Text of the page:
But I think the greatest weakness of The TV Book Club – something which was carried through to the very end – is an apparent reluctance to engage seriously with its material. Whether it was generally superficial discussion, or a tendency to undercut serious points with a quip, it seemed to me that the show was uncomfortable with saying substantial things about books. And it needn’t be – discussion can be intelligent without being forbidding or abstruse, and, in my view, book programmes should assume that’s what their audience wants. The TV Book Club was at its best when it was making substantial points.

I like the idea of a reader-focused book programme, but, for all its improvements, The TV Book Club still has some way to go. I hope its creases can be ironed out in time for its return in the summer.

TV Book Club: The Rapture

This week’s TV Book Club was about The Rapture by Liz Jensen, which I reviewed last week (click here to see what I thought). The series got off to a shaky start, but has been improving week on week; so I was keen to see how it would go this time. In the end, it was better than some weeks, but not great.

One again, the panel was a member down, with Gok Wan away; once again, the format worked better with fewer people. This week’s guest celebrity was Martine McCutcheon; the interview with her contained the show’s first misstep. In previous weeks, this segment has been much better when the guest was interviewed about the books they like to read, rather than about their own book. The first question was about the former subject, but the conversation soon turned to the writing of McCutcheon’s novel — and the end result was indeed poorer than the interviews in the last few episodes.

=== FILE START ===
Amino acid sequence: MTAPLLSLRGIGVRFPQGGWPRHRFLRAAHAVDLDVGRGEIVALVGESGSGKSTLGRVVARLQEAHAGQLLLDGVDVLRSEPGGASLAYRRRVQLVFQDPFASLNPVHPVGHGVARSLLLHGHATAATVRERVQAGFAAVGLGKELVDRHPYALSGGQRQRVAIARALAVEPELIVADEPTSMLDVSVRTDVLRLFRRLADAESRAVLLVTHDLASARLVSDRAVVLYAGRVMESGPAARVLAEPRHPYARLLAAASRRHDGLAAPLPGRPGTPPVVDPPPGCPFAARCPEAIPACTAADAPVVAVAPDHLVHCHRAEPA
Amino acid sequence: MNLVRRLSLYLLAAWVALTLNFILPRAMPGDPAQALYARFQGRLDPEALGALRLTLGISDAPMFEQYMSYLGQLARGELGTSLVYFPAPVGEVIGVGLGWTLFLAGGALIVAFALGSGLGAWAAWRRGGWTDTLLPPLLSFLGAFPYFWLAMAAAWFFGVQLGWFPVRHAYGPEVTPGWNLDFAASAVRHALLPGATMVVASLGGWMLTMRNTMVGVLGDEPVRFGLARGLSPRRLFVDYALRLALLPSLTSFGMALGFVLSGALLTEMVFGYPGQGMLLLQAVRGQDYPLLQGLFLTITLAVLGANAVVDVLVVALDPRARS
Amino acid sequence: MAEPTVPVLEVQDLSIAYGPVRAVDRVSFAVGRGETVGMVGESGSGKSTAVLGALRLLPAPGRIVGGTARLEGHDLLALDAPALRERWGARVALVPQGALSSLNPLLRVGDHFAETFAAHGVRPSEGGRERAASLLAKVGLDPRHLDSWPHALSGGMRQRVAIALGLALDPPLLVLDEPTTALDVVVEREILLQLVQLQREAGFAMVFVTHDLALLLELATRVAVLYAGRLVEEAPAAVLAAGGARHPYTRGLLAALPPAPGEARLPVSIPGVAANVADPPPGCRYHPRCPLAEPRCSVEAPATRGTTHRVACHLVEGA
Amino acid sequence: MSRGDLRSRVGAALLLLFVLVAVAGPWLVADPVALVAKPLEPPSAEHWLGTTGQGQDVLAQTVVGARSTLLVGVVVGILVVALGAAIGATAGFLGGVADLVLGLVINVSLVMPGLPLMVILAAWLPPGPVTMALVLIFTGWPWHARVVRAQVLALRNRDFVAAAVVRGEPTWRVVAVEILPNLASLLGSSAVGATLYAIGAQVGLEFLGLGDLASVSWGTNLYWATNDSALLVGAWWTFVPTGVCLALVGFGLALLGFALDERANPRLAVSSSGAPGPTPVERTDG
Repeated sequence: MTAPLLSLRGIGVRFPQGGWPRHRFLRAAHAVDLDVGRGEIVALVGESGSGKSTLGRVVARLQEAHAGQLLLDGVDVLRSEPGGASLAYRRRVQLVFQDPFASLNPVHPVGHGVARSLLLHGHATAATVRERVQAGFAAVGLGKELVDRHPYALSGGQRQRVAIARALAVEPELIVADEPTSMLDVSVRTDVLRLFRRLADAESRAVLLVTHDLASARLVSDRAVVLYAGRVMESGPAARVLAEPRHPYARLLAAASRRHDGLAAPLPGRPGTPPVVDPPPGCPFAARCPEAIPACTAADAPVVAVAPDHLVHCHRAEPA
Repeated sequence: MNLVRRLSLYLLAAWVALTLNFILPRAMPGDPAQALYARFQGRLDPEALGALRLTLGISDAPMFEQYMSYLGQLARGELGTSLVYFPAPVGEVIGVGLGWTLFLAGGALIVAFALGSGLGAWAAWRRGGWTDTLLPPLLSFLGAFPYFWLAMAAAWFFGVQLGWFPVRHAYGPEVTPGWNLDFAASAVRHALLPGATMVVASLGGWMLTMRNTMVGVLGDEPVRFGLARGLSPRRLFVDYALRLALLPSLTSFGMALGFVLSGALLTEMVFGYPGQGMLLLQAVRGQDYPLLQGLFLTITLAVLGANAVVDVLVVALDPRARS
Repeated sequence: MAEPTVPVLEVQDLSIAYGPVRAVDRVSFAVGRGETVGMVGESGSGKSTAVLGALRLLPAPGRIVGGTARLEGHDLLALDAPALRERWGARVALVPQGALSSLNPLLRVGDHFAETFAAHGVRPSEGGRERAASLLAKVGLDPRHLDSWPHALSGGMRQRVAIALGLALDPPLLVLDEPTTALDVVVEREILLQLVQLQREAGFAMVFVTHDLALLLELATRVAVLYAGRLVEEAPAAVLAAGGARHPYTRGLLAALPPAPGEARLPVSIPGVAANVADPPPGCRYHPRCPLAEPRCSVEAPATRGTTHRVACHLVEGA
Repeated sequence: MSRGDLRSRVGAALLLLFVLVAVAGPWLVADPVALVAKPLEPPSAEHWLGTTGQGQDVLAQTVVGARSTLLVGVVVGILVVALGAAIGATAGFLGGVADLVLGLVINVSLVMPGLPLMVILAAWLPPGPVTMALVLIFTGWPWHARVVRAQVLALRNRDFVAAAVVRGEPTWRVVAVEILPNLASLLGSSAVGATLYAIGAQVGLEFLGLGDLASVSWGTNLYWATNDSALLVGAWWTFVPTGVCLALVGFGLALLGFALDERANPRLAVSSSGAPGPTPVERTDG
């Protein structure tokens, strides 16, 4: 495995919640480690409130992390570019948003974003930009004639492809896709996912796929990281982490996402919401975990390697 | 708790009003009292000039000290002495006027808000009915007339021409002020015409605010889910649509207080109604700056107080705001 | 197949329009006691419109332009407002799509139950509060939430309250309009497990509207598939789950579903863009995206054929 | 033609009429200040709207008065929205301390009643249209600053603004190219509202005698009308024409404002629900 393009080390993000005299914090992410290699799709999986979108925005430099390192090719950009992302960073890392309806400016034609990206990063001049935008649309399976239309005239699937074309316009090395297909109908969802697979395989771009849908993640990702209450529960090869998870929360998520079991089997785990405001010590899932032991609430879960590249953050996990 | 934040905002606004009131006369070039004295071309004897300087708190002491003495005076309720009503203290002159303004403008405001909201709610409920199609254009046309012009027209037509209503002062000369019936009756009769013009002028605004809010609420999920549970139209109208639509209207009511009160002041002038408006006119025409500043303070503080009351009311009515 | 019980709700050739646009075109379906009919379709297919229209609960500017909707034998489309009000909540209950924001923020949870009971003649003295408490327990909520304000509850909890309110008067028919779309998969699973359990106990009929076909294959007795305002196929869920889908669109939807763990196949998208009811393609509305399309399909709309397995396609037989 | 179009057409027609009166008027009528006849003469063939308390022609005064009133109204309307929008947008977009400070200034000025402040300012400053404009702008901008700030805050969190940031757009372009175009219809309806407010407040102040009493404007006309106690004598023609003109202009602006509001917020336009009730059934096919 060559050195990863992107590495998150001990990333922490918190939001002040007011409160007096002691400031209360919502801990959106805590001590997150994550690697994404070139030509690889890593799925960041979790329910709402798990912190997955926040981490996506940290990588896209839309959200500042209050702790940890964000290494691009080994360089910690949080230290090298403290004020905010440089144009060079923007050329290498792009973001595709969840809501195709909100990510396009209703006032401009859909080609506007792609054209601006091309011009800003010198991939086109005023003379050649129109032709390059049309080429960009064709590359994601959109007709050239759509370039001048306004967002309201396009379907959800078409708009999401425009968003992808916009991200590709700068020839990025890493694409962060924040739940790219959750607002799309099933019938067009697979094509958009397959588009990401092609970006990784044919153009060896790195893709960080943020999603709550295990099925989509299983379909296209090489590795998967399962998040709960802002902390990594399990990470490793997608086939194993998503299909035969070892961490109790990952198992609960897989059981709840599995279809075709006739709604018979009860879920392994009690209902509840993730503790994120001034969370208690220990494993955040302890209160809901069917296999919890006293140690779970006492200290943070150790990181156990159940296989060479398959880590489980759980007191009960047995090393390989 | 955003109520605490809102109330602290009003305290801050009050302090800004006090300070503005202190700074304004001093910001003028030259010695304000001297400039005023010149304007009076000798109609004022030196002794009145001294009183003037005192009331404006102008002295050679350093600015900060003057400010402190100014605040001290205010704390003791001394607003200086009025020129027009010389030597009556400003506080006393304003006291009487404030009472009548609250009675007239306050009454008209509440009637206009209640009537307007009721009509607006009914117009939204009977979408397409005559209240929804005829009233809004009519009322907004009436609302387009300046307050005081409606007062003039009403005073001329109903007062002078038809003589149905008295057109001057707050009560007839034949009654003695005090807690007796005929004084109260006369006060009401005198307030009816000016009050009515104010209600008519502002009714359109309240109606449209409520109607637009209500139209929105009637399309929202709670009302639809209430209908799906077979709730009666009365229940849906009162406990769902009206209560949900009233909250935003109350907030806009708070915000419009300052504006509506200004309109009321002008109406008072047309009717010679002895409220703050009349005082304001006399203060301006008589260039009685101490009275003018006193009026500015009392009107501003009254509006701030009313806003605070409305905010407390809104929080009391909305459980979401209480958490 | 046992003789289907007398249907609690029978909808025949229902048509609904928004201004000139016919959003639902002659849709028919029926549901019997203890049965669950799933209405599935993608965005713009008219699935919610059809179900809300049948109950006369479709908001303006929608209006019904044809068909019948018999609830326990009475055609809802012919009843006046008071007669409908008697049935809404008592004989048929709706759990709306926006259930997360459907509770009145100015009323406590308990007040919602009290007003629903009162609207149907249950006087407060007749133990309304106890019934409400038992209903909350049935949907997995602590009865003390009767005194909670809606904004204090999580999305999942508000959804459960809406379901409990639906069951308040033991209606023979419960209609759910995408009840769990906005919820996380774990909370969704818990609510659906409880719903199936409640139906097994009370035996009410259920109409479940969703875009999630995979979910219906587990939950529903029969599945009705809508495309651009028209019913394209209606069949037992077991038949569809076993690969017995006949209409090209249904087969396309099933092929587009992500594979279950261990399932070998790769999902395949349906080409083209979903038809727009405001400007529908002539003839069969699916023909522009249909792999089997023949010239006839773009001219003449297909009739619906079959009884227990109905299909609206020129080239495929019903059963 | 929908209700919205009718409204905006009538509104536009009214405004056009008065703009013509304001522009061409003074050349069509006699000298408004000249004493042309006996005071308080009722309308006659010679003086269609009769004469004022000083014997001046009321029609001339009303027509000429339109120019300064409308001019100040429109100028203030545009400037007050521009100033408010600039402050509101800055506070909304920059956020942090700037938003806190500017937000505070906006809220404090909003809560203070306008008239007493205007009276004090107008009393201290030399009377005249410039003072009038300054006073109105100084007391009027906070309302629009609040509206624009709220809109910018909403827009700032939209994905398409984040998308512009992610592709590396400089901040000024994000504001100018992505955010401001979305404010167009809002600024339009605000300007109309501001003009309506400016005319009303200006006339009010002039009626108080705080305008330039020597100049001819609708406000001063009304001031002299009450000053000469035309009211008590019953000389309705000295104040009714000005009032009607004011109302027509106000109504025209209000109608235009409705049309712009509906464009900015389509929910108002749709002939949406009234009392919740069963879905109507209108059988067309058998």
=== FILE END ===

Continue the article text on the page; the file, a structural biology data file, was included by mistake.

I’ve always found the vox-pop non-fiction items unsatisfactory, but I think this week’s was the worst so far. It was about a book on regional dialects, called How to Talk Like a Local, by the Countdown lexicographer Susie Dent. This could have been such ain interesting item, particularly if the author had contributed — but, no. What we got instead was a comedian named Alun Cochrane travelling back and forth between the West and East Midlands, trying to find the point at which the local word for a bread roll changes from ‘batch’ to ‘cob’. That was it: no exploration of where those words come from, or how such differences arise — nothing. One could be forgiven for watching that item and not being able to name the book connected to it. Very disappointing.

After a weak first half, then, we headed out of the commercial break, and into the usual short filmed interview with an author who’d been chosen for the Book Club in previous years (this week it was David Mitchell, of Cloud Atlas fame — another book I should probably read, but haven’t). Then it was time to turn to The Rapture — and it wasn’t a bad discussion, actually. The panel had a lot to say about the novel (which they all liked); it was perhaps always going to be an impossible task to really get under the skin of the book in the time available, when it can be approached from so many angles — but the conversation brought across just how much there is in The Rapture. And McCutcheon, while not as insightful as some of the previous guests in the series, made a worthwhile contribution nevertheless.

Not one of the better TV Book Club episodes, I’d say, let down in particular by a poor first half — but quite a good discussion of the featured title, which is of course where it counts the most.

Liz Jensen, The Rapture (2009)

I read The Rapture in advance of this week’s TV Book Club; I had no particular expectations of it – and it turned out to be the best book I’ve read so far this year. Certainly, if I’d read it last year, it would have been on my list of favourites for 2009.